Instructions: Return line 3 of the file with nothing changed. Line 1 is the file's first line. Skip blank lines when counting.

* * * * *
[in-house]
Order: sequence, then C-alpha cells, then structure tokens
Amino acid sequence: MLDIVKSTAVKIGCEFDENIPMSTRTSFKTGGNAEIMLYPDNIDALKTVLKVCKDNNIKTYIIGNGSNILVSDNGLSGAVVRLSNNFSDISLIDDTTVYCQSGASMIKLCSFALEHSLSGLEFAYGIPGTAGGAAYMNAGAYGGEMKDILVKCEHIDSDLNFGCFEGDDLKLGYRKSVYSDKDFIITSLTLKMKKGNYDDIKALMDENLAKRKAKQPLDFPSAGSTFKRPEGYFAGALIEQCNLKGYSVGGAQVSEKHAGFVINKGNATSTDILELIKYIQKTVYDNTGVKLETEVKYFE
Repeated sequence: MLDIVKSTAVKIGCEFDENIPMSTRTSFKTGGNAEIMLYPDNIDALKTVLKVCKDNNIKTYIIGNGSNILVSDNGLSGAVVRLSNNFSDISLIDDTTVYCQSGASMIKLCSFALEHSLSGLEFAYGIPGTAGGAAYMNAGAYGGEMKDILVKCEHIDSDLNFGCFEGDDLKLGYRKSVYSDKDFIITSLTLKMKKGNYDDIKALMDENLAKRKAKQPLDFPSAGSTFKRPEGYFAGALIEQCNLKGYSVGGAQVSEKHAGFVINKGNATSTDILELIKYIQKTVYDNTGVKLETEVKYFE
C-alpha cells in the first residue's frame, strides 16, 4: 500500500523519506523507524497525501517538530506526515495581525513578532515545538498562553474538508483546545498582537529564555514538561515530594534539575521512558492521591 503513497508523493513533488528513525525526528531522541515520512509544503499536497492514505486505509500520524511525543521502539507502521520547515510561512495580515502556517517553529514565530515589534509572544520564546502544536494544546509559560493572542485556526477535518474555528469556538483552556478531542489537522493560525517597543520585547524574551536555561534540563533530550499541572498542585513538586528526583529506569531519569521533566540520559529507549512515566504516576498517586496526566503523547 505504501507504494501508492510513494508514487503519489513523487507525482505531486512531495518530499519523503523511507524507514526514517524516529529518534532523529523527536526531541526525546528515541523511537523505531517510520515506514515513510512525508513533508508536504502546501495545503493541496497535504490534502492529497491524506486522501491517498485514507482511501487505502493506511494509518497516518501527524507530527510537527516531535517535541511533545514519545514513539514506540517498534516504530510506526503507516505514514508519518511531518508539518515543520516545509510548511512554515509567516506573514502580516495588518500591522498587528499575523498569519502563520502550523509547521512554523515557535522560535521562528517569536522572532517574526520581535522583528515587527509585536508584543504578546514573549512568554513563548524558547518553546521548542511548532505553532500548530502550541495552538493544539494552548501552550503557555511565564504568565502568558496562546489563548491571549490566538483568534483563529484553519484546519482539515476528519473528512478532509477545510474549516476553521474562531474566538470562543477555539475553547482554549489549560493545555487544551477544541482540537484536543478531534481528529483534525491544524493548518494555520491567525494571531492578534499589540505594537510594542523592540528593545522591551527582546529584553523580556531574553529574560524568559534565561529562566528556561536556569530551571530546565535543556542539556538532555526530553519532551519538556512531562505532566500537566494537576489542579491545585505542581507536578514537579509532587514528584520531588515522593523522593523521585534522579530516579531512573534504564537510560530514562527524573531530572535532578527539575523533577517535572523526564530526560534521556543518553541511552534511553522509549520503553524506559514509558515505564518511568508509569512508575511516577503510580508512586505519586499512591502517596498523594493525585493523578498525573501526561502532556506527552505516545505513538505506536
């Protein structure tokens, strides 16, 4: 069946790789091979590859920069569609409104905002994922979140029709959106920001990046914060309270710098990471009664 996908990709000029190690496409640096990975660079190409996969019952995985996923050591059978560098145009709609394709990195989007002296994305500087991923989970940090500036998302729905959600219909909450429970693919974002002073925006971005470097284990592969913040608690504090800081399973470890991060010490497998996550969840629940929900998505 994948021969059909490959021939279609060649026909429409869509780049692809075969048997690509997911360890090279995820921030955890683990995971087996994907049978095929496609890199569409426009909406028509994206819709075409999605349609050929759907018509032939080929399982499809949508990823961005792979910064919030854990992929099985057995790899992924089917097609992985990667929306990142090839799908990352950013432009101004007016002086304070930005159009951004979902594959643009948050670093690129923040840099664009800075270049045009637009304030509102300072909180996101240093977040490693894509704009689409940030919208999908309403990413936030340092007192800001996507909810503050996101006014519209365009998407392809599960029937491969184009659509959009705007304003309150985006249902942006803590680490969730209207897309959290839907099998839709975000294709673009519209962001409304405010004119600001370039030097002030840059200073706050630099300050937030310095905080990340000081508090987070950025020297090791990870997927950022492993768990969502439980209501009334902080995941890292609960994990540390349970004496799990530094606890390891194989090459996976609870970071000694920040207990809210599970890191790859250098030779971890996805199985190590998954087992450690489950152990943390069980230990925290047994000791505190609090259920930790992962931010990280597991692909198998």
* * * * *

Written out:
Amino acid sequence: MLDIVKSTAVKIGCEFDENIPMSTRTSFKTGGNAEIMLYPDNIDALKTVLKVCKDNNIKTYIIGNGSNILVSDNGLSGAVVRLSNNFSDISLIDDTTVYCQSGASMIKLCSFALEHSLSGLEFAYGIPGTAGGAAYMNAGAYGGEMKDILVKCEHIDSDLNFGCFEGDDLKLGYRKSVYSDKDFIITSLTLKMKKGNYDDIKALMDENLAKRKAKQPLDFPSAGSTFKRPEGYFAGALIEQCNLKGYSVGGAQVSEKHAGFVINKGNATSTDILELIKYIQKTVYDNTGVKLETEVKYFE